A population-based matched cohort study examining the mortality and costs of patients with community-onset Clostridium difficile infection identified using emergency department visits and hospital admissionsReport as inadecuate




A population-based matched cohort study examining the mortality and costs of patients with community-onset Clostridium difficile infection identified using emergency department visits and hospital admissions - Download this document for free, or read online. Document in PDF available to download.

Few studies have evaluated the mortality or quantified the economic burden of community-onset Clostridium difficile infection CDI. We estimated the attributable mortality and costs of community-onset CDI. We conducted a population-based matched cohort study. We identified incident subjects with community-onset CDI using health administrative data emergency department visits and hospital admissions in Ontario, Canada between January 1, 2003 and December 31, 2010. We propensity-score matched each infected subject to one uninfected subject and followed subjects in the cohort until December 31, 2011. We evaluated all-cause mortality and costs unadjusted and adjusted for survival from the healthcare payer perspective 2014 Canadian dollars. During our study period, we identified 7,950 infected subjects. The mean age was 63.5 years standard deviation = 22.0, 62.7% were female, and 45.0% were very high users of the healthcare system. The relative risk for 30-day, 180-day, and 1-year mortality were 7.32 95% confidence interval CI, 5.94–9.02, 3.55 95%CI, 3.17–3.97, and 2.59 95%CI, 2.37–2.83, respectively. Mean attributable cumulative 30-day, 180-day, and 1-year costs unadjusted for survival were $7,434 95%CI, $7,122-$7,762, $12,517 95%CI, $11,687-$13,366, and $13,217 95%CI, $12,062-$14,388. Mean attributable cumulative 1-, 2-, and 3-year costs adjusted for survival were $10,700 95%CI, $9,811-$11,645, $13,312 95%CI, $12,024-$14,682, and $15,812 95%CI, $14,159-$17,571. Infected subjects had considerably higher risk of all-cause mortality and costs compared with uninfected subjects. This study provides insight on an understudied patient group. Our study findings will facilitate assessment of interventions to prevent community-onset CDI.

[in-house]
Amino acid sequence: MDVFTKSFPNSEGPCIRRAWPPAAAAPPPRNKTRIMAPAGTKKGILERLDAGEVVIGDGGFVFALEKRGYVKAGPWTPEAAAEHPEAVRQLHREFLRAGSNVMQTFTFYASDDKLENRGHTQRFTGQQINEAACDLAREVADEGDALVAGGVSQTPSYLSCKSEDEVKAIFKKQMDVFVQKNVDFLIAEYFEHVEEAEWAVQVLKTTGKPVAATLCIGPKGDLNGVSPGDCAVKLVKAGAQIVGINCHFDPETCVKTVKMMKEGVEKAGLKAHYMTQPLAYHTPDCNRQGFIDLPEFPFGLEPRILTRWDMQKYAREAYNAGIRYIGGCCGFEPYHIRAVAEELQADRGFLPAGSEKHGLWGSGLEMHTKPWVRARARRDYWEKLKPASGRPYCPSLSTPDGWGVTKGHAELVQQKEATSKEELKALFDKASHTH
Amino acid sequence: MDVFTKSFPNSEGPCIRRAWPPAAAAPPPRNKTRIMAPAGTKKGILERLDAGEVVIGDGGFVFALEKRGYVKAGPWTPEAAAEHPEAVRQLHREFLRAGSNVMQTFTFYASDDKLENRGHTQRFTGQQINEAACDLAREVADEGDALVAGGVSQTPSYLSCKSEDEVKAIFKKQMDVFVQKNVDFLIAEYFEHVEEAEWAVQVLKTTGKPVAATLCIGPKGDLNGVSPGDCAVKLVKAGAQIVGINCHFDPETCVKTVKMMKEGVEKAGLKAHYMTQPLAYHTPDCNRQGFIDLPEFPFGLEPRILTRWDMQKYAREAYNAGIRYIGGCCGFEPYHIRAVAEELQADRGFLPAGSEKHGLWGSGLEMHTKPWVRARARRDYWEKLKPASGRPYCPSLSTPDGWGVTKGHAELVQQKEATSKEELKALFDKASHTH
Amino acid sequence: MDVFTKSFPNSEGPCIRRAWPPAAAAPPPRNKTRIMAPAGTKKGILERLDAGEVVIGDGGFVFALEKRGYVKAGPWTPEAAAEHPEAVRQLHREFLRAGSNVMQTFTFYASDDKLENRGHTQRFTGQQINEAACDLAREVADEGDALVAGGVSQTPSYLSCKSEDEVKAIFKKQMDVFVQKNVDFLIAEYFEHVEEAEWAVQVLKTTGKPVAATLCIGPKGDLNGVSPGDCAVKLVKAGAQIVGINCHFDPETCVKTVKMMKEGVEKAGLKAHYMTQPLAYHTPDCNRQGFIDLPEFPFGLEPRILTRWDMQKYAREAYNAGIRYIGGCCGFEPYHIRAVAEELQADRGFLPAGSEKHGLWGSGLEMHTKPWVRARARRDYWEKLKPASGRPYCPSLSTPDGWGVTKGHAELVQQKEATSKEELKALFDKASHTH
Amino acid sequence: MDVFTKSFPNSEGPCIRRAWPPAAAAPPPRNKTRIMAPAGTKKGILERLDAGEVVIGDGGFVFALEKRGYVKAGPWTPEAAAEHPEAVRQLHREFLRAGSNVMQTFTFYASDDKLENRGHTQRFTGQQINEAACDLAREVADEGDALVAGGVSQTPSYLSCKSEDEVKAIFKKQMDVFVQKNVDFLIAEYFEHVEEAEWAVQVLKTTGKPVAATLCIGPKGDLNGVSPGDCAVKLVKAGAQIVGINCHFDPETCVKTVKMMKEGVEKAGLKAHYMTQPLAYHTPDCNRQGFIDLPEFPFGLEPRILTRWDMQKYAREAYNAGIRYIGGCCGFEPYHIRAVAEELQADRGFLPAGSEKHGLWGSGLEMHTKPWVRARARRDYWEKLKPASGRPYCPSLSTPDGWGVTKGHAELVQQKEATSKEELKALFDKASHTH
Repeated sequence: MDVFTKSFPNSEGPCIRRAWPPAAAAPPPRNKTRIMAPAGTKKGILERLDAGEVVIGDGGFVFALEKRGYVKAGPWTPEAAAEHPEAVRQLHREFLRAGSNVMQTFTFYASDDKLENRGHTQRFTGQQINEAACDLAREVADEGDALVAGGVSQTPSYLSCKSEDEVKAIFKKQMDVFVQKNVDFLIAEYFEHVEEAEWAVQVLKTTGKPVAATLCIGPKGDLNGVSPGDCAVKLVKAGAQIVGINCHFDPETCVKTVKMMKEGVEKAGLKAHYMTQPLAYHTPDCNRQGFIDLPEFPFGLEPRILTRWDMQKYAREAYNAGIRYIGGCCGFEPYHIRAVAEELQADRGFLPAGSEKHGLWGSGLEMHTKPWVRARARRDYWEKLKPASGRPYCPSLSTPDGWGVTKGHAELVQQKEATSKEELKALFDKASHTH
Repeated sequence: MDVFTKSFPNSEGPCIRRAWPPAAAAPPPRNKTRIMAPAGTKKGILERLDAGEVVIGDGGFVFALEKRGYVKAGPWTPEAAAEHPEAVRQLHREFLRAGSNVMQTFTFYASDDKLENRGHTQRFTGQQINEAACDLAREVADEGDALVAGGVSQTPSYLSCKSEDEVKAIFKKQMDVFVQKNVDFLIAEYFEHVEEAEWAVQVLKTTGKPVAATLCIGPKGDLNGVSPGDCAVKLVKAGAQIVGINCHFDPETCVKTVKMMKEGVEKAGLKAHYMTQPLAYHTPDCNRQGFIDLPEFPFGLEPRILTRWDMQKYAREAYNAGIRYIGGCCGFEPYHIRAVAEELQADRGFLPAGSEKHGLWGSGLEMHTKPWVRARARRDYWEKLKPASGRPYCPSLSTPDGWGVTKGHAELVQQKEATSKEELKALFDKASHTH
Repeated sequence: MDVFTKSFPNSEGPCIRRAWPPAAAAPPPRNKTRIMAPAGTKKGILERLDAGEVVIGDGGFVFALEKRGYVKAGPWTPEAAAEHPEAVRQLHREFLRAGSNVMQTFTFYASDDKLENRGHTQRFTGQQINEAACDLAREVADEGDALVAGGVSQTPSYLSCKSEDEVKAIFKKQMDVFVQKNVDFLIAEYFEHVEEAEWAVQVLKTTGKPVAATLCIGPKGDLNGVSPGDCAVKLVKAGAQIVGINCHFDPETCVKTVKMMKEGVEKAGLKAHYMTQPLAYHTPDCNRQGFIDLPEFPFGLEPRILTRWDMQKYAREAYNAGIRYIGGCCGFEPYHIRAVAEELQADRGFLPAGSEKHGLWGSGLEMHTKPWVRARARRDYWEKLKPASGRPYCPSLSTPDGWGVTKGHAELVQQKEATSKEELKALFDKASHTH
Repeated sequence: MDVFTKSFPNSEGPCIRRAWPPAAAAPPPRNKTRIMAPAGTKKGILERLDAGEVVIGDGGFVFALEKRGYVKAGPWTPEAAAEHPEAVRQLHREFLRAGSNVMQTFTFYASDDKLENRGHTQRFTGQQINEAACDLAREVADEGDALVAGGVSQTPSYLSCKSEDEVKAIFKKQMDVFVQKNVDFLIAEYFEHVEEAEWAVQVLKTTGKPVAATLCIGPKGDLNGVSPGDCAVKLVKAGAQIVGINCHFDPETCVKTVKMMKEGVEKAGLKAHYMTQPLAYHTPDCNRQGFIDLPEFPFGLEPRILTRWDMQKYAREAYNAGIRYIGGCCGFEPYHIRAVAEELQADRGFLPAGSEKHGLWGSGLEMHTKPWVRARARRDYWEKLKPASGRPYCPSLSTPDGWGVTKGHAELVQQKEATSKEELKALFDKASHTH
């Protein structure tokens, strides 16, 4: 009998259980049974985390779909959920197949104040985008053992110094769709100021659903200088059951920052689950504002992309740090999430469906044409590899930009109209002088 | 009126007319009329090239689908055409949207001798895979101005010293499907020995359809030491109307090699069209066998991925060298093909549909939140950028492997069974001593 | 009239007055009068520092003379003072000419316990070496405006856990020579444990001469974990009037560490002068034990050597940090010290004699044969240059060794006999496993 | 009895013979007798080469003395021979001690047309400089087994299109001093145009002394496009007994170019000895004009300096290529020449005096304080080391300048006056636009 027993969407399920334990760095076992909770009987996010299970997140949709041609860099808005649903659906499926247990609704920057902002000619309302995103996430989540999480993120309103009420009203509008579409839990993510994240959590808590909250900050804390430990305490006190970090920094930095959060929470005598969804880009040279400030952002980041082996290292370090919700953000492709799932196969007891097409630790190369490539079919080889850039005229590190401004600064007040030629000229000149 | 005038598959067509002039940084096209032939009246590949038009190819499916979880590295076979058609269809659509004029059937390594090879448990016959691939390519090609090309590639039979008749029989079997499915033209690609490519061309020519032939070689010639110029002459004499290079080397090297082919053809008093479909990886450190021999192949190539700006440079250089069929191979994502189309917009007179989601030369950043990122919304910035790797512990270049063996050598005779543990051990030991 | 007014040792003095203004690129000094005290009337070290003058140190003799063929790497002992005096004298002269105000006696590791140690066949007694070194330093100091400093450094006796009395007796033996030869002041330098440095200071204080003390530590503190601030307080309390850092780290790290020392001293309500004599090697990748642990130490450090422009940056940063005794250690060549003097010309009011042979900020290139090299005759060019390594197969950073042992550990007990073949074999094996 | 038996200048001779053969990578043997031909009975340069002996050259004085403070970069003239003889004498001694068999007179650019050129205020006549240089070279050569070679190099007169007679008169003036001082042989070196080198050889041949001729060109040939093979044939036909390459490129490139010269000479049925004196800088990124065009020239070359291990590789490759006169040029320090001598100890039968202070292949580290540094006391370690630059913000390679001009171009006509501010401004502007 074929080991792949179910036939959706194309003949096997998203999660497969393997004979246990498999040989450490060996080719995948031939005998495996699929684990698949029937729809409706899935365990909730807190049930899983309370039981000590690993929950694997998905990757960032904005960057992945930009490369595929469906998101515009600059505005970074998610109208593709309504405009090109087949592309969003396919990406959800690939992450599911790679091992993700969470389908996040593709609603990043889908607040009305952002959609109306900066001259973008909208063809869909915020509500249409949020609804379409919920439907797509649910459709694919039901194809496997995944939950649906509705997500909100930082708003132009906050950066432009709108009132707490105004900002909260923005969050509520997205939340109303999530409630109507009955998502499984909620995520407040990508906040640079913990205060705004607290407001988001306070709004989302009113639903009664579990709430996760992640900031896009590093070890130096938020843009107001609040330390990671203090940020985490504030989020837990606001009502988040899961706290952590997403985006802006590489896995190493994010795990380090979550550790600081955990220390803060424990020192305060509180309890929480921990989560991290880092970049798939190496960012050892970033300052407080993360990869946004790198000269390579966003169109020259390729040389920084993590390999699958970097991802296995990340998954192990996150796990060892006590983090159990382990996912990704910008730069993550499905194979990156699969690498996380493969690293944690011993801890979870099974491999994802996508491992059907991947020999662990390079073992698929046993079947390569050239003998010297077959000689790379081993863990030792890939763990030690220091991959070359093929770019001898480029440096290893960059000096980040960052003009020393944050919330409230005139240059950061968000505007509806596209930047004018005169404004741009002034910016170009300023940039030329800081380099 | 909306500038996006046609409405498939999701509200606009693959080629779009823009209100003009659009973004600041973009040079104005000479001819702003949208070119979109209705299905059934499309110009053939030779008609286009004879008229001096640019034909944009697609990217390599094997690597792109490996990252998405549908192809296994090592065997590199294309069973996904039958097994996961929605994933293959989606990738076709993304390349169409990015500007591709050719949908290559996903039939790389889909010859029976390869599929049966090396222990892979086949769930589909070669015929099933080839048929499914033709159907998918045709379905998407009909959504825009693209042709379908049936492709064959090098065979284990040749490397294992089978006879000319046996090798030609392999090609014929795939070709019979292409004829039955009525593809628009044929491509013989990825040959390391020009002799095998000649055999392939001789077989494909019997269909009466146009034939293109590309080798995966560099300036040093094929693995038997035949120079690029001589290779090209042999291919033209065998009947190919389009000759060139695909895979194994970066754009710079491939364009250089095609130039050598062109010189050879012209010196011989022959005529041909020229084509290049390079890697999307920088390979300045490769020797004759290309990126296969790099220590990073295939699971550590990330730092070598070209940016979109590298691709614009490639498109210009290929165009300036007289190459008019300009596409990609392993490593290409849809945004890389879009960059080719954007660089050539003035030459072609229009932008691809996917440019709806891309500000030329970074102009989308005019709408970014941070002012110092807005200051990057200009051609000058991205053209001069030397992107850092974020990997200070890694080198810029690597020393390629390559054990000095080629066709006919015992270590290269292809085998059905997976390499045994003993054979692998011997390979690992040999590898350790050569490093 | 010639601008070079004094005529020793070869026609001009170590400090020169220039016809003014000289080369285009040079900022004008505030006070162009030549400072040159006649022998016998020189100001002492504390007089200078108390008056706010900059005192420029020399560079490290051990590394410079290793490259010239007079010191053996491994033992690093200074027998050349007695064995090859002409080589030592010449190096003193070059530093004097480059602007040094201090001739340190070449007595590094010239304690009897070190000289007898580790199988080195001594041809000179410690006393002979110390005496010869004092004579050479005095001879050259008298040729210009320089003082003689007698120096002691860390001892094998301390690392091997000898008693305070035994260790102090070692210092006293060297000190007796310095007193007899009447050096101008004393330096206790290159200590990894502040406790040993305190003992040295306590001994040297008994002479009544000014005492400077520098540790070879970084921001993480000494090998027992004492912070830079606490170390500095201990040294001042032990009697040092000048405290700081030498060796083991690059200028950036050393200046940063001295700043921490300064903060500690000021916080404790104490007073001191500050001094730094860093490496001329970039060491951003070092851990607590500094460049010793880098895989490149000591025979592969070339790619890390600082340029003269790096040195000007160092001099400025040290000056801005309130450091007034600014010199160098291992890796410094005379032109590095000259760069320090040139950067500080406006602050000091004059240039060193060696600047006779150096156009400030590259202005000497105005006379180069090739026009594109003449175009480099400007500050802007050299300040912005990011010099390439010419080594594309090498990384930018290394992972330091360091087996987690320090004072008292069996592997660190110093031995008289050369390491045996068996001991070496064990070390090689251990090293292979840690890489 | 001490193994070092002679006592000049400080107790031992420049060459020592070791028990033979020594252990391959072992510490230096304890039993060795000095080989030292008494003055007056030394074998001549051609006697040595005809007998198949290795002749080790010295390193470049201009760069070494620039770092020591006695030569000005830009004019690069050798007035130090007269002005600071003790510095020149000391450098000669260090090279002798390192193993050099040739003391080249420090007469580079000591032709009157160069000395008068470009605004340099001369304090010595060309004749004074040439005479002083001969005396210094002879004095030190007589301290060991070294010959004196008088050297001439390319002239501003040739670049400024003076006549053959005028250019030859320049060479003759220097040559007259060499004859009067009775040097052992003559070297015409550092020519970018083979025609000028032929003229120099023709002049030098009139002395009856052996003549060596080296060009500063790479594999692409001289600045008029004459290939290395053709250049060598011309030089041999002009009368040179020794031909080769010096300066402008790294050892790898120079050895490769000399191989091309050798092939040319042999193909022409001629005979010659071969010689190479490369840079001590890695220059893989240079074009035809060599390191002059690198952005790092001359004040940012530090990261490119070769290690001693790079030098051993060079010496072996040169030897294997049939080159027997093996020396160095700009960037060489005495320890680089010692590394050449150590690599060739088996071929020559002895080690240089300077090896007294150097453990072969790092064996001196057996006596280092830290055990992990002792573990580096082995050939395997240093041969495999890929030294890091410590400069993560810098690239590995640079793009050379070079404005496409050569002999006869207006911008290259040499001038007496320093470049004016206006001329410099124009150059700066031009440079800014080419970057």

Author: Natasha Nanwa , Beate Sander, Murray Krahn, Nick Daneman, Hong Lu, Peter C. Austin, Anand Govindarajan, Laura C. Rosella, Suzanne

Source: http://plos.srce.hr/



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